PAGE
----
What do police officers look for when making vehicle stops for a suspected DUI?

The Pennsylvania DUI Association, along with the Department of Transportation and the Traffic Institute for Police Sciences, has formulated a list of signs that police officers are trained to look for on the roadways, which are deemed to be highly correlated to the possibility that a driver is under the influence. These cues and their corresponding probability that the operator is under the influence are:

  • Turning with a wide radius — 65%
  • Straddling center or lane marker — 65%
  • Appearing to be drunk – 60% (such as eye fixation, slouching in the seat, a tight grip on the steering wheel, erratic or obscene gesturing, keeping the face close to the windshield, protruding the head from the vehicle, or drinking inside the vehicle)
  • Almost striking an object or another vehicle — 60%
  • Weaving — 60%
  • Driving on other than the designated roadway — 55%
  • Swerving — 55%
  • Slow speed, more than 10 miles per hour below the speed limit — 50%
  • Stopping without cause in a traffic lane — 50%
  • Following too closely — 50%
  • Drifting — 50%
  • Tires on the center line or lane marker — 45%
  • Braking erratically — 45%
  • Driving into opposing or crossing traffic — 45%
  • Signaling inconsistently with driving actions — 40%
  • Slow response to traffic signals — 40%
  • Stopping inappropriately — 35%
  • Turning abruptly or illegally — 35%
  • Accelerating or decelerating rapidly — 30%
  • Driving at night with headlights off — 30%

When two or more cues are observed, 10 percentage points are added to the higher value. These cues do not necessarily establish, alone, probable cause for a DUI arrest or the basis for a vehicle stop. Just because the presence of one or more cues may attract a police officer’s attention, it doesn’t mean the officer automatically had the requisite reasonable suspicion to perform a vehicle stop.

Once the officer has stopped me, what clues are they looking for as they are speaking with me?

Again, there is a list of common indicia of intoxication which police officers are trained to look for during an interaction with someone suspected of DUI. They are:

  • Red, watery, glassy, and/or bloodshot eyes
  • Flushed face
  • Odor of alcohol on the breath or emanating from the car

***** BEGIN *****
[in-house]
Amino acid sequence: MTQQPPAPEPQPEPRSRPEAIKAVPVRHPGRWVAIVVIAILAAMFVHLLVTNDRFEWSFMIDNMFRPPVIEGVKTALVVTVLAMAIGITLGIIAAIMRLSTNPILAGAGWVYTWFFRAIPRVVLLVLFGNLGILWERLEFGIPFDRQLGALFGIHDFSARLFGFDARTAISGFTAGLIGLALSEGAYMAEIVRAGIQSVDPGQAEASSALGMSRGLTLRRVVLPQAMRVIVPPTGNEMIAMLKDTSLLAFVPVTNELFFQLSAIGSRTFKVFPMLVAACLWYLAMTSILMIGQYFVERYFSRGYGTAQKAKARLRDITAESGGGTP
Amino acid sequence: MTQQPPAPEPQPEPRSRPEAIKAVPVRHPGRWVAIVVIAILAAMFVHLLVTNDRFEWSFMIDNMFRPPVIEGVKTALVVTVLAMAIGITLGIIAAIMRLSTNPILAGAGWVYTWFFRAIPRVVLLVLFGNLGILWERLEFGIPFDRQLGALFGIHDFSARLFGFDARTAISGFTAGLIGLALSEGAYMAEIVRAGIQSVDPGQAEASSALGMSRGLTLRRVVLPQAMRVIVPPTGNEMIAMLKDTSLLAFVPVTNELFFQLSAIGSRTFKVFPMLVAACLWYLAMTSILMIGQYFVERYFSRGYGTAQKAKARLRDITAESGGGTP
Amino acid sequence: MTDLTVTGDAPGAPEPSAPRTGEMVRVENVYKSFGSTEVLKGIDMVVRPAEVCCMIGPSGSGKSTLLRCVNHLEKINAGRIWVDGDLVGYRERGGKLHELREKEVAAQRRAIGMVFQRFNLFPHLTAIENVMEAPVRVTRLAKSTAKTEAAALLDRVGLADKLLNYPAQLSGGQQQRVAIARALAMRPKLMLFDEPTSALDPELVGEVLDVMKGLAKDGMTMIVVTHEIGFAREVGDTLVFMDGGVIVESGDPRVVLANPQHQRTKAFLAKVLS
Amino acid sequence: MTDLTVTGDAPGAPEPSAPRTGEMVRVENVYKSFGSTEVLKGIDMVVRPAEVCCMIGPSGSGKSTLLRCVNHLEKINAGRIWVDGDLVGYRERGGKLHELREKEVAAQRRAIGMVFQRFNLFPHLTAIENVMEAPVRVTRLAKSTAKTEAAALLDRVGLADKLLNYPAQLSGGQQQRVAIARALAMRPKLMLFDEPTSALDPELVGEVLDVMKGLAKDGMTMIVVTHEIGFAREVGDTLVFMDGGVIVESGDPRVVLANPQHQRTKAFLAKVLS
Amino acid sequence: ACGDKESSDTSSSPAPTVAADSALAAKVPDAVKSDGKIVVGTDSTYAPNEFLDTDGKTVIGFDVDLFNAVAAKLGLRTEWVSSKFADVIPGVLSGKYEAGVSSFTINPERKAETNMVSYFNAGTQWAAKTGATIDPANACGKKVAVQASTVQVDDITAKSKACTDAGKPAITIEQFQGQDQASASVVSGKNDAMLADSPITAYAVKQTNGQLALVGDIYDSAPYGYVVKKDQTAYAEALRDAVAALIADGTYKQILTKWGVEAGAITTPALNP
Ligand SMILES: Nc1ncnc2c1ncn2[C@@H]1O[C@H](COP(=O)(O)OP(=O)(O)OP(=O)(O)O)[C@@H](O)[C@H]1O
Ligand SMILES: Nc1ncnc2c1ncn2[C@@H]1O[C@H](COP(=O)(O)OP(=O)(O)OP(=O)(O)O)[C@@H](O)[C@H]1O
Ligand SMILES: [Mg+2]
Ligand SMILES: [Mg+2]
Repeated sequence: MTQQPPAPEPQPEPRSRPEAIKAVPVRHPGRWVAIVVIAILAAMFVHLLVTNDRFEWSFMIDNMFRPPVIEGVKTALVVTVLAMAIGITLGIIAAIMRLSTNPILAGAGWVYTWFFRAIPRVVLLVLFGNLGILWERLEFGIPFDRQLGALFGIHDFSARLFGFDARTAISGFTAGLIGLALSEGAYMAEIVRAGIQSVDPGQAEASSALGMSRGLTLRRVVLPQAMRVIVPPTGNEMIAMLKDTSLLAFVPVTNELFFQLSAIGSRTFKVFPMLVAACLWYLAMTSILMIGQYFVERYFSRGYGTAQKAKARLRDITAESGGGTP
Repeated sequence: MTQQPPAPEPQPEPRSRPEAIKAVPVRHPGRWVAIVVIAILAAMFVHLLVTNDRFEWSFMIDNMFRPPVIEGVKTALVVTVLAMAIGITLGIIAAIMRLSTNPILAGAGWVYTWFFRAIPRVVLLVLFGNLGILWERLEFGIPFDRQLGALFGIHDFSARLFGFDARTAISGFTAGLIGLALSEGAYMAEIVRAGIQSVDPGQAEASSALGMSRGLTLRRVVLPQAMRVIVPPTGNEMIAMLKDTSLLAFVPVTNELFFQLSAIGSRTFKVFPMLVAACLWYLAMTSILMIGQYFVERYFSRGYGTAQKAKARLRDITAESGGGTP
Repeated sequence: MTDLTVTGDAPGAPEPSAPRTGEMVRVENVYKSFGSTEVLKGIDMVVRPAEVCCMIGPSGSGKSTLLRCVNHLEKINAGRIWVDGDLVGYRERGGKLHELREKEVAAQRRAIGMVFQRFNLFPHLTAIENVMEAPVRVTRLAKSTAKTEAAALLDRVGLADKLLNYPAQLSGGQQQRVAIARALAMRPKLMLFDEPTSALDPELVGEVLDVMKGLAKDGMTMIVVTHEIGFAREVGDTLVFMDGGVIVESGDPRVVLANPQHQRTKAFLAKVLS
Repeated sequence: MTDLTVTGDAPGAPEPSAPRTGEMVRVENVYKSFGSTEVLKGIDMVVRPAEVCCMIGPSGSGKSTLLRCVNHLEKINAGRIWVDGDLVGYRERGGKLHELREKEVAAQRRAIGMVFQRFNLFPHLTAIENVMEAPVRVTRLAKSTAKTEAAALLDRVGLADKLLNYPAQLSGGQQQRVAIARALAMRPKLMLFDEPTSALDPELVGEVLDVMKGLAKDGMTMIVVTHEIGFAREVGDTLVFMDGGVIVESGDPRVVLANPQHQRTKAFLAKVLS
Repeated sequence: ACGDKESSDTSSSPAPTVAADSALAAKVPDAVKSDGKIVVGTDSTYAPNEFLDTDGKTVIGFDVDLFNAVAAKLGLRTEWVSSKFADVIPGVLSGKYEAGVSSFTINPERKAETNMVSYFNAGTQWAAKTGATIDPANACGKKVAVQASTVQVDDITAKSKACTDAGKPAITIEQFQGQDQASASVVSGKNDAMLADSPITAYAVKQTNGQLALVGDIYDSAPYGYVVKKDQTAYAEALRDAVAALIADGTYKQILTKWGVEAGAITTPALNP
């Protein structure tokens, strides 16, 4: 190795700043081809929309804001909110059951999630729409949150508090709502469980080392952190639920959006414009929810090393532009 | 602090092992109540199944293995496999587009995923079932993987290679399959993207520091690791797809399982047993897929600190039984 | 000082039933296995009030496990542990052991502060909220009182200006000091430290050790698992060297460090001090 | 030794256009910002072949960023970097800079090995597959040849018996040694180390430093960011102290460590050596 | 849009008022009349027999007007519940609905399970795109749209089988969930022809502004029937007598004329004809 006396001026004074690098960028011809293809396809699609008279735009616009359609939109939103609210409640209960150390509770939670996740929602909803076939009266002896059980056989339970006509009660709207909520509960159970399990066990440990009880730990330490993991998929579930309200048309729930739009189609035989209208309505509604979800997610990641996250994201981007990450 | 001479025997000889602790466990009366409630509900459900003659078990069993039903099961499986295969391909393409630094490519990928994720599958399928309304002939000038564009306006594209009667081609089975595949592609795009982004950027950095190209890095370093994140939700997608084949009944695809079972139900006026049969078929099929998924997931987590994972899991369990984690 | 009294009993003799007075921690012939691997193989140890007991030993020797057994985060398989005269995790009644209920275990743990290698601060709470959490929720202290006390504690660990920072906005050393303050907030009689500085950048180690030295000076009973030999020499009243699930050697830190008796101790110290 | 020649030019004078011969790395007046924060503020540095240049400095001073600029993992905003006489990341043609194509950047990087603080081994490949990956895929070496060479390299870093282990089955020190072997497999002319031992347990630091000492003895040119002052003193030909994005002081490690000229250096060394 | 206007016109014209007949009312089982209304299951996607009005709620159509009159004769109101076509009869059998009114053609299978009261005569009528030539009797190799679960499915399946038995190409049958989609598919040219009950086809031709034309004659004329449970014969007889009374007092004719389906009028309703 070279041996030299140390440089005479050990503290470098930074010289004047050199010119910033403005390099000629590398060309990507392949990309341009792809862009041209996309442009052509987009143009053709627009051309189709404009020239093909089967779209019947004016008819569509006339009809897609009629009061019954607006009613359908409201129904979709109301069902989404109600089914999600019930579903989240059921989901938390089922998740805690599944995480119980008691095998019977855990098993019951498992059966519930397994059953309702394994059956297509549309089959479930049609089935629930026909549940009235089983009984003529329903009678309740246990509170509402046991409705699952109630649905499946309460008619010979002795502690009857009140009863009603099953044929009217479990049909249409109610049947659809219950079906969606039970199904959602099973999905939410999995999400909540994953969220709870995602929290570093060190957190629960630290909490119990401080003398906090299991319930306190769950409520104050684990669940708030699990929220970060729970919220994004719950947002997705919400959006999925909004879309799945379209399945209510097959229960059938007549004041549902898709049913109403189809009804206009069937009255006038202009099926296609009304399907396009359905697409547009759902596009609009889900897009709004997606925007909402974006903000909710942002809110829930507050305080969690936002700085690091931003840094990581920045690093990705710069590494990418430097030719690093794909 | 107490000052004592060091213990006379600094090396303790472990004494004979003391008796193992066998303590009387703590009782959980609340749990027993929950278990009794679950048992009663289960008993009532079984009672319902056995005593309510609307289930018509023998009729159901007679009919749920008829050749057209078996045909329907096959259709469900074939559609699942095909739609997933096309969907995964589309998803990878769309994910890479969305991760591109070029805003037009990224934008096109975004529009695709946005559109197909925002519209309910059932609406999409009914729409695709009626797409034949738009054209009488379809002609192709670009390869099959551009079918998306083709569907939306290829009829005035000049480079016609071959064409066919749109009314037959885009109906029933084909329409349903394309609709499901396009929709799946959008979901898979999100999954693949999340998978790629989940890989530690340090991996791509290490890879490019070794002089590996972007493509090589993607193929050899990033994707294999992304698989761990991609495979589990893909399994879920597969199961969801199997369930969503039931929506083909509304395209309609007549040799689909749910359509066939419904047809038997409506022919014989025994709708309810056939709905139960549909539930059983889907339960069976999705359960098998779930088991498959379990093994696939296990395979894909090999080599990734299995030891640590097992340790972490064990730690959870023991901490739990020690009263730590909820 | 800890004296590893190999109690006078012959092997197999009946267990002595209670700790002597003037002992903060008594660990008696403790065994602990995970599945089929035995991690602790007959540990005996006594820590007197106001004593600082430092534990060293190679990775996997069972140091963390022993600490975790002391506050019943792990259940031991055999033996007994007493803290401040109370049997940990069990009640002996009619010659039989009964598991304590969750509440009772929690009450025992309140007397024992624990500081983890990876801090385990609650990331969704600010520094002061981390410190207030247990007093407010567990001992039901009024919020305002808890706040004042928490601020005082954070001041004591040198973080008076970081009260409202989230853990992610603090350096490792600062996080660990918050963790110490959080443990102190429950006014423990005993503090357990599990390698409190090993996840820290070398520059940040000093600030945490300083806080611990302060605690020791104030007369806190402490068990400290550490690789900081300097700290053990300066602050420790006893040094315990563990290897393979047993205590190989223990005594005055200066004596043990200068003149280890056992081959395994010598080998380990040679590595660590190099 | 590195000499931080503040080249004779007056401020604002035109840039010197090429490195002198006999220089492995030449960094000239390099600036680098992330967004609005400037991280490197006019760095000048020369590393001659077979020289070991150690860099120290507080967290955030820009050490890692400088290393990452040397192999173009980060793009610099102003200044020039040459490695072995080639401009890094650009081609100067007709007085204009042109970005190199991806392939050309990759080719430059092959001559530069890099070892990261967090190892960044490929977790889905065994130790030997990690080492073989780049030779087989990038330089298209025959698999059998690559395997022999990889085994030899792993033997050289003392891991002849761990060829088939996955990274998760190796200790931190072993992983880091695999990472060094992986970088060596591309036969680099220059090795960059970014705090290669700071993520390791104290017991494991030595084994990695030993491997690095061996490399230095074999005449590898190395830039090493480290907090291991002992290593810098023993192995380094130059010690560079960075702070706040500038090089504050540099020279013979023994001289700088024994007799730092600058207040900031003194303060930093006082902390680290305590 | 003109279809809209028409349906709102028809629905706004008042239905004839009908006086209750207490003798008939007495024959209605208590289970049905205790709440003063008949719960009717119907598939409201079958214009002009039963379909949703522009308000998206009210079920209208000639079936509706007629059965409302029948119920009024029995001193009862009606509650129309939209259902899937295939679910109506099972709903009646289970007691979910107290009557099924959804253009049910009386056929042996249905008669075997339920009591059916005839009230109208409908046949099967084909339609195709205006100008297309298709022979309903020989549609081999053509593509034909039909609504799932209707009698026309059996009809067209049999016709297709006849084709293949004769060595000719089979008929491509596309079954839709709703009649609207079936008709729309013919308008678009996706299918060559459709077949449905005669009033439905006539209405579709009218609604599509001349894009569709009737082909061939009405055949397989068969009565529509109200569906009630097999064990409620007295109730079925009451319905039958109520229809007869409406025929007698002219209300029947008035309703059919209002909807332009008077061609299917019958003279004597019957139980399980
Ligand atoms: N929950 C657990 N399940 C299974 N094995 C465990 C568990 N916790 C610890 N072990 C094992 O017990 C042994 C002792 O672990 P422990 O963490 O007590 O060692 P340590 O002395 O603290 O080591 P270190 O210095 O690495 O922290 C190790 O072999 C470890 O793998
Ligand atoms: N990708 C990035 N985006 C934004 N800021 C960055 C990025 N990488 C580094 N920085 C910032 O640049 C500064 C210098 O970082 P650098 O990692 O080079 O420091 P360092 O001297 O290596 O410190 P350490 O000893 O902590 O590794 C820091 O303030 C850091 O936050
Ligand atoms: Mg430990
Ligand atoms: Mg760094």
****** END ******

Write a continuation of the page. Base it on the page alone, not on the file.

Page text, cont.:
• Slurred speech
  • Fumbling with wallet trying to get license, registration, and insurance papers
  • Failure to comprehend the officer’s questions
  • Staggering when exiting the vehicle
  • Swaying/instability on feet
  • Leaning on car for support
  • Combative, argumentative, jovial, or other “inappropriate” attitude
  • Soiled, rumpled, disorderly clothing
  • Stumbling while walking
  • Disorientation as to time and place
  • Inability to follow directions

If I am stopped while driving my vehicle, do I have to answer the police officer’s questions?

A driver must answer basic identification questions and respond to requests to produce proof of license, registration, and insurance. However, beyond that, a driver is under no obligation to aid an officer’s investigation, be it for a DUI or any crime. Anything said can and most likely will be used against you in court.

Even if I don’t have to, should I answer the police officer’s questions?

If you are certain that the truthful answers to the questions will help you, such as if you have not been drinking or have not ingested any drugs whatsoever, then affirming so may expedite the process in your favor. However, lying about not drinking or ingesting drugs may provide what is known as “consciousness of guilt” evidence and damage your credibility as to other facts, as subsequent evidence may prove that the statement was a lie. A response such as “I only had two drinks” only serves to assemble probable cause for the officer to pursue further inquiry and perhaps lodge a DUI charge. Under most circumstances, the best response is to politely but firmly decline to answer the officer’s questions, ask if you are free to leave, and if not, to request an attorney. Refusing to answer questions that are potentially incriminating may not be used against you in court, as it is your constitutional right to do so.

Doesn’t the police officer have to read me my rights/Miranda warnings?

Miranda rights must be announced by an officer prior to questioning in the context of a custodial interrogation. A vehicle stop, if brief enough and if the circumstances support it, qualifies as an investigatory detention, rather than a custodial detention. Therefore, the questioning an officer performs in this context need not be preceded by Miranda warnings. Once an arrest is made for a crime, such as a DUI, the custody requirement for Miranda warnings is met, and questioning following that point must be preceded by the suspect being informed of his/her rights. Through both periods, one always has the right to remain silent as discussed earlier, regardless of whether Miranda rights were explained. If your Miranda rights were violated, the remedy is suppression of the evidence obtained as a result of the violation.

Do I have the right to an attorney when I am pulled over or stopped by a police officer?